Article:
Awful Library Books

Hoarding is not collection development

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Making a Collection Count

Dollars from Dandelions

Dollars From Dandelions: 101 Ways to Earn Money
Sattler
1979

Submitter: This book was found at my local public library. It was a great purchase back in 1979, but 36 years later it’s time to let that one go. Nowhere is there the mention of the internet and internet business. Plus the cost and money information is way off.

Holly: According to this book, Santa only made $3 per fifteen minute visit in 1979. He gets kicked, peed on, cried on, begged for gifts, his beard gets pulled, and he’s required to be jolly 100% of the time. That’s worth waaaaay more than $3 per 15 minute visit. There are some good ideas here, but it’s not clear to me if these are meant to be after school/summer jobs for teens or a way for adults to make some extra cash. The information on each job is way out of date, so even if you found one you thought might be promising (as the check-mark-maker for “window washer” did in the table of contents below), you’d be disappointed in the advice the book gave. Or you’d settle for waaaaay less than you deserve.

More Odd Jobs:

Ye Olde Career Guide

Butcher, Baker, Cabinetmaker

Jobs for Deviants

Pierogi Payout

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Data Diddling

EDP: Controls and Auditing
Fourth Edition
Porter and Perry
1984

Submitter: I work at a public library which is currently undergoing a massive and much-needed weeding project, and found this when weeding the 600s. It is a textbook designed to teach accountants and auditors about electronic data processing. I’m not certain we should have owned this even when it was new, since it seems like it would be more at home in an academic library. Either way, the technology described in the book is so woefully out of date that it should have been weeded years ago! My favorite part is when the authors are discussing different ways that computer-related crimes can be committed, and one of the examples they give is punching extra holes in punched cards.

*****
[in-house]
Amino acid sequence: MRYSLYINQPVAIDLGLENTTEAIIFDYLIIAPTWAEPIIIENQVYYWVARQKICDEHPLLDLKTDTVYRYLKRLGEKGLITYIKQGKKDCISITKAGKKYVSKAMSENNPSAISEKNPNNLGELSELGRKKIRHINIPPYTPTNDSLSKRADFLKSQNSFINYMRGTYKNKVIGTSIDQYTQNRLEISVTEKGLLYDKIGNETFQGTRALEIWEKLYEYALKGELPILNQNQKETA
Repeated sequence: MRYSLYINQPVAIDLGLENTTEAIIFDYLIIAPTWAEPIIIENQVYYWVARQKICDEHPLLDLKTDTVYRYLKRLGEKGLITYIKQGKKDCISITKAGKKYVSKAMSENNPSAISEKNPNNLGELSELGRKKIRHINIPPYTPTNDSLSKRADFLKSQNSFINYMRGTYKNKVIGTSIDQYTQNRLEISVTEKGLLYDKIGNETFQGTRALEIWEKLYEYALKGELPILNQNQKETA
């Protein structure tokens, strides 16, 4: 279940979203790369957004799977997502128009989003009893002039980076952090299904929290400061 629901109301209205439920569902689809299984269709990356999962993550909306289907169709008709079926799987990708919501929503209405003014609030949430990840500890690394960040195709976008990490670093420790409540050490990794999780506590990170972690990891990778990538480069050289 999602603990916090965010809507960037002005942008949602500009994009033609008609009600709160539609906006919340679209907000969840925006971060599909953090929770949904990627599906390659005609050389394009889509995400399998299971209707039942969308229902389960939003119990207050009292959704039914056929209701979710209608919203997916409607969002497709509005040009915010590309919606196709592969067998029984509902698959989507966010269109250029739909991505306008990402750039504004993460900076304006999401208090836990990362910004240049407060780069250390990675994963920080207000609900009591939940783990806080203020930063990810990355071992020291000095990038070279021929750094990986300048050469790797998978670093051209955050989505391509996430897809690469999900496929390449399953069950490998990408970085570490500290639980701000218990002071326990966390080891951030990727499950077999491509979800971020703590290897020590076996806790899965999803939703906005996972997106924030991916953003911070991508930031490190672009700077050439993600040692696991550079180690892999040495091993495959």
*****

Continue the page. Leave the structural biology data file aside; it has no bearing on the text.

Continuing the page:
Holly: The picture on the cover should have tipped off weeders decades ago that this book was old! You guys, Mary was a accountant back in the 80s. I’m dying to know what she thinks of this.

Mary: In my life before library, I have done all kinds jobs. (Accountant, keypunch operator, switchboard operator, corn detassler, etc.) Never heard of data diddling. It sounds like something pornographic.

More From the Bleeding Edge:

Computers From Olden Times

Cutting Edge Internet Advice

Portraits in Silicon

An Ode to Code

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How (Not) to Interview

How to Interview and Hire Productive People
McQuaig
1988

Submitter: I recently weeded this from the public library where I work. The majority of the book consists of suggested interview questions that managers can ask to assess job applicants’ “hidden qualities”. However, many of the questions would probably land an interviewer in hot water these days.
I especially enjoyed comparing the list of questions the authors say are illegal to ask with the list of questions that they actually do suggest asking. I am sure that in their mind there was some reason why “What is your marital status?” and “Does your husband mind you working?” are off limits for a job interview but “What does your spouse think of this job you are applying for?” and “Do you often regret your marriage?” are OK. I can’t, however, imagine what that reason would be!

Holly: The health considerations chapter (below) is awful too. “What is the most serious sickness you have ever had?” and “Have you ever had any surgery?” Sometimes you wish you could ask certain things in an interview, but DON’T DO IT! Just look them up on Facebook and get the dirt that way. (Kids, either set your Facebook statuses to private or don’t post personal information. Employers ARE looking you up.)

More Hiring and Firing:

Do You Like to File?

Yet Another Career Book Trying to Kill Me

DIY Sexual Harassment

Resume Kit

Coffee, Tea, or Me?

Getting Fired in 1974

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